But, to my mind, this is one of my gifts to my son. Unlike many of his peers, someday, he may have to actually decide where his line in the sand is. Who decides the legimitacy of his identity? Where does his true belief lie? If he wants to affiliate with the Orthodox, he has the option (and the Jewish educational and cultural background) to make that possible, and not very difficult. If he believes that the Judaism he was raised with is valid, in and of itself, he can choose to maintain that identity, and be recognized within liberal Jewish communities as a full participant.

By being honest with him about my beliefs, my husband's beliefs, and respecting the ways in which others disagree with us, we are not passing on a legacy of resentment about his status. Rather, we are passing on the framework for what Nadler calls "genuine dissent," which has served our evolving religion (and others) so well over the past several millenia.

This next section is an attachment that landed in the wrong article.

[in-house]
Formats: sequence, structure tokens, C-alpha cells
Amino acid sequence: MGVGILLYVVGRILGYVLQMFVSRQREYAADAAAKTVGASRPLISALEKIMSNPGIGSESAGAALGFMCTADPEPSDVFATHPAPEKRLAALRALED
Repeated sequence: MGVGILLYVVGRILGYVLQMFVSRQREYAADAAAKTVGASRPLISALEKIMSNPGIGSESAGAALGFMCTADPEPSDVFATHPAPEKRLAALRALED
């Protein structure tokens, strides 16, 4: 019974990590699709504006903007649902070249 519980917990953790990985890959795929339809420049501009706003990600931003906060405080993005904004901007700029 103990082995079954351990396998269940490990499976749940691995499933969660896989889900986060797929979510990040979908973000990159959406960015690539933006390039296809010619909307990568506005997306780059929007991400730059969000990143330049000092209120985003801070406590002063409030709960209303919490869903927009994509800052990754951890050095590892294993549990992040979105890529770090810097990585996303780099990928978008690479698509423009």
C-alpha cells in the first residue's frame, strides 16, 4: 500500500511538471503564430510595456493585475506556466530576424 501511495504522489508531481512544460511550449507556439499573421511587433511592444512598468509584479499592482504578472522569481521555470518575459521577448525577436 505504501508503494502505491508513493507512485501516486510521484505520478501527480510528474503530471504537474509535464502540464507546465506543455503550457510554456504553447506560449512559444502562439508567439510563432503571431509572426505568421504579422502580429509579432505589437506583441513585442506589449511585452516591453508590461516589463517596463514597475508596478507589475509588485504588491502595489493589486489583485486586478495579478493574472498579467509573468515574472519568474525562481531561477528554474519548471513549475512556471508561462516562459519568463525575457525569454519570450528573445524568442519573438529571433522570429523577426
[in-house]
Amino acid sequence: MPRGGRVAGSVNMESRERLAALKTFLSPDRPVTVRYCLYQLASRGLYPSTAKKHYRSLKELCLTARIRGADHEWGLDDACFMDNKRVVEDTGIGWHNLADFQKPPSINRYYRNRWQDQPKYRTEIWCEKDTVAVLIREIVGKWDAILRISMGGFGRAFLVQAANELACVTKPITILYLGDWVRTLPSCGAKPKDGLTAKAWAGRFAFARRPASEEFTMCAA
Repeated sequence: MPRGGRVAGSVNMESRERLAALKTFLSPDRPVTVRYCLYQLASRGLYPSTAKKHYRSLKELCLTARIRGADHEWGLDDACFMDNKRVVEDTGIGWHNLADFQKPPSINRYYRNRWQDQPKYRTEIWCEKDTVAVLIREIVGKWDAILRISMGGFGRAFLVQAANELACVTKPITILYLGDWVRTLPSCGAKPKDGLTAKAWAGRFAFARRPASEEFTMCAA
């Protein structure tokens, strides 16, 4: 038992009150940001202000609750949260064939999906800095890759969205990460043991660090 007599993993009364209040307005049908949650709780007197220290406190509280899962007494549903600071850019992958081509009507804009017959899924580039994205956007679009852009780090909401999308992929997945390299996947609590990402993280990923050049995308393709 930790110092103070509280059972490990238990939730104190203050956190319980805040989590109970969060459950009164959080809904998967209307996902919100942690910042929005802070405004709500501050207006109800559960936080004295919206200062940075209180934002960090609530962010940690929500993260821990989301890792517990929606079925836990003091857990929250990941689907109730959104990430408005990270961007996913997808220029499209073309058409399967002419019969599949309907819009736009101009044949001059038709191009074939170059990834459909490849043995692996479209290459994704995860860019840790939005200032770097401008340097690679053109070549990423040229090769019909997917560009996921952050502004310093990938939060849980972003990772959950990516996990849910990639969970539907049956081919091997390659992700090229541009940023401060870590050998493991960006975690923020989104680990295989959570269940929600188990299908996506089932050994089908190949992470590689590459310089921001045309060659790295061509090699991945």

5 Comments:

Blogger Modeh B'Miktsas said...

I agree. I have to say, I don't consider your conversion valid, and I consider your husband a sinner, but I greatly admire your cinviction and sense in the matter. Feldman is a sulky superannuated teenager trying to be a badass. You are someone who recognizes that just as no one else can force their religious convictions on you, you can't do the same to them. The world needs more real dissenters as opposed to crybabies

8/16/2007 11:19 AM  
Blogger The back of the hill said...

I'm somewhat conflicted about the whole conversion issue.

Given that it is an issue of some considerable bitterness in the Netherlands, i really wish that the process were not quite so daunting and discouraging. There are about 35 thousand halachic Jews in the Netherlands, and nearly twelve thousand "vader-joden" - people whose fathers were Jewish, but whose mothers were Gentiles. The barriers that have been put in the way of their becoming Jews have soured many of them against orthodoxy.

You can probably also imagine their position visavis the law of return, versus the Rabbinate in Israel regarding them as Goyim.

Unfortunately the discussion over this matter is purely one-way. Less a discussion than a talking to a wall, really.